The book provides an account of how antisemitism developed from the very early days of the Christian movement into full-blown hatred by the time of the Crusades. Six Million Crucifixions shows how anti-Jewish sentiment stemmed out of Christian Scriptures and the teachings of the Church Fathers, until it became second-nature to European Christians. As Dr. Carol Rittner, Distinguished Professor of Holocaust & Genocide Studies at The Richard Stockton College wrote, "Too many of those hate-filled words had their origin in the Christian Scriptures and were uttered by Christian preachers and teachers, by Christians generally, for nearly two millennia."[7]

The book also describes the role of both the Catholic and Protestant churches in the period leading to and beyond the Second World War, and sharply criticizes the Catholic Church (in particular), as well as the Protestant churches for their lack of loud and clear objection to the extermination of the Jews, for the assistance some members of the clergy gave the Nazis in their persecution of the Jews and the help some members of the Vatican gave to people who should have been regarded as war criminals to escape justice after the war. As Holocaust scholar and Director of the Sigi Ziering Institute Michael Berenbaum wrote, "Gabriel Wilensky's Six Million Crucifixions is a powerful and passionate indictment of the Vatican for acts of omission and acts of commission."[7]

Six Million Crucifixions further presents material that he asserts could have been used for a potential indictment of any Christian clergy who may have been guilty of crimes of incitement and/or persecution against Jews before, during and after World War II, had the Allies pursued another international prosecution after the Nuremberg Trials.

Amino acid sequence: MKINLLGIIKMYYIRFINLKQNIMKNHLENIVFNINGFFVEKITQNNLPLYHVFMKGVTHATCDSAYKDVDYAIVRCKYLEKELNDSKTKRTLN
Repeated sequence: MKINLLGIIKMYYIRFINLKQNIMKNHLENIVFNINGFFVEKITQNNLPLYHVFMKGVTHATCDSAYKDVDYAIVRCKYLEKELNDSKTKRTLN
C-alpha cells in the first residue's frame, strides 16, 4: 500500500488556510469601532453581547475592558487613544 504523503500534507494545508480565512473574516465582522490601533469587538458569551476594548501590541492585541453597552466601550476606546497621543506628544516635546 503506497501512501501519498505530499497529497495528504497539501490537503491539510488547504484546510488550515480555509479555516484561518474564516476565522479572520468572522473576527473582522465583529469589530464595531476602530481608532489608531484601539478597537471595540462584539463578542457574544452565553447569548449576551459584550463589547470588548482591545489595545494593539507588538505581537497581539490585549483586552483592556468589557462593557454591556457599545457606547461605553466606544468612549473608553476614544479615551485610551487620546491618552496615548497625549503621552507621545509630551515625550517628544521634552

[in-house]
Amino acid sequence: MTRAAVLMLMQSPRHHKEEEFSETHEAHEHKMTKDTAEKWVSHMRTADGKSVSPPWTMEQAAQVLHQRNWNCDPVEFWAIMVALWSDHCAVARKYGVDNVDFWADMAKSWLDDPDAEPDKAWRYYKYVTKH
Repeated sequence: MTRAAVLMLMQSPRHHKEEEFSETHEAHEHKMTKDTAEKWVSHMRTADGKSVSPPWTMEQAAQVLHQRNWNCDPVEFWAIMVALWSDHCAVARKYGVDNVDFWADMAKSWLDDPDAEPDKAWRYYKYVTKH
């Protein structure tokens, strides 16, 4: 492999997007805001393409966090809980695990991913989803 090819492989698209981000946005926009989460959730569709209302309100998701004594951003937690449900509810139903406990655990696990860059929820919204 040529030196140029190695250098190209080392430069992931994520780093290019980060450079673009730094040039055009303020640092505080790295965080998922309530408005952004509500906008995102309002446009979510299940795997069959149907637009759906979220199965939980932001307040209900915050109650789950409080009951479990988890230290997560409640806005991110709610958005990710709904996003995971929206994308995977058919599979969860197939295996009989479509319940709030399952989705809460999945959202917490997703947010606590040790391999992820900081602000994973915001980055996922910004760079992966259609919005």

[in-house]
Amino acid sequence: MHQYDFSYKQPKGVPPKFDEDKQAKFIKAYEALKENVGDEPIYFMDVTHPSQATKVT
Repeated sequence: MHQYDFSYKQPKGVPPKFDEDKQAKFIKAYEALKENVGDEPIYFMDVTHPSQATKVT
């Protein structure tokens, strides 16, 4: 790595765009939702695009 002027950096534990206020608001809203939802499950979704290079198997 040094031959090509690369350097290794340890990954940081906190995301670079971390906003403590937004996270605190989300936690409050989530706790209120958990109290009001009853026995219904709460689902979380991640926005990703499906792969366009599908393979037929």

Published works[edit]

  • Six Million Crucifixions: How Christian Teachings About Jews Paved the Road to the Holocaust, San Diego : QWERTY Publishers, 2010, ISBN 978-0-9843346-4-3

Further reading[edit]


  1. ^ "Morphing: it's not just for Michael Jackson anymore. (Gryphon Software Corp.'s software package)". Entrepreneur Magazine. 1993-02-22. Retrieved 2011-04-08 – via San Diego Business Magazine.
  2. ^ Robi Zocher (1995-05-14). "Building Characters". The Seattle Times. Retrieved 2011-04-08.
  3. ^ Leslie Helm (1996-01-31). "The Cutting Edge: COMPUTING / TECHNOLOGY / INNOVATION : That's Edutainment! : Disney Is Magic in the Kingdom of Kids' CD-ROM Software". Los Angeles Times. Retrieved 2011-04-08.
  4. ^ "Gryphon Software signs agreement with HBO to develop series of interactive titles based on..." AllBusiness.com. Business Wire. 1996-05-28. Retrieved 2011-04-08.
  5. ^ Elaine Underwood (1998-03-01). "EARNING IT; A Family's Survival In a Toyland Jungle". The New York Times. Retrieved 2011-04-08.
  6. ^ Wilensky, Gabriel (2010). Six Million Crucifixions. San Diego, CA: QWERTY Publishers. p. 16. ISBN 978-0-9843346-4-3. Retrieved 2011-04-08.
  7. ^ a b "Written note from the author".
  8. ^ "SIIA Codie Awards Past Winners". Software & Information Industry Association. 1993. Archived from the original on 2011-08-14. Retrieved 2011-04-08.
  9. ^ Mark Lewis (January 1996). "Innovative Products Awards – One Year Later". San Diego Metropolitan Magazine. Archived from the original on 2012-03-15. Retrieved 2011-04-08.
  10. ^ "1993 Discover Awards: Computer Software: Byte Your Toungues". DISCOVER Magazine. 1993-10-01. Archived from the original on March 17, 2009. Retrieved 2011-04-08.

External links[edit]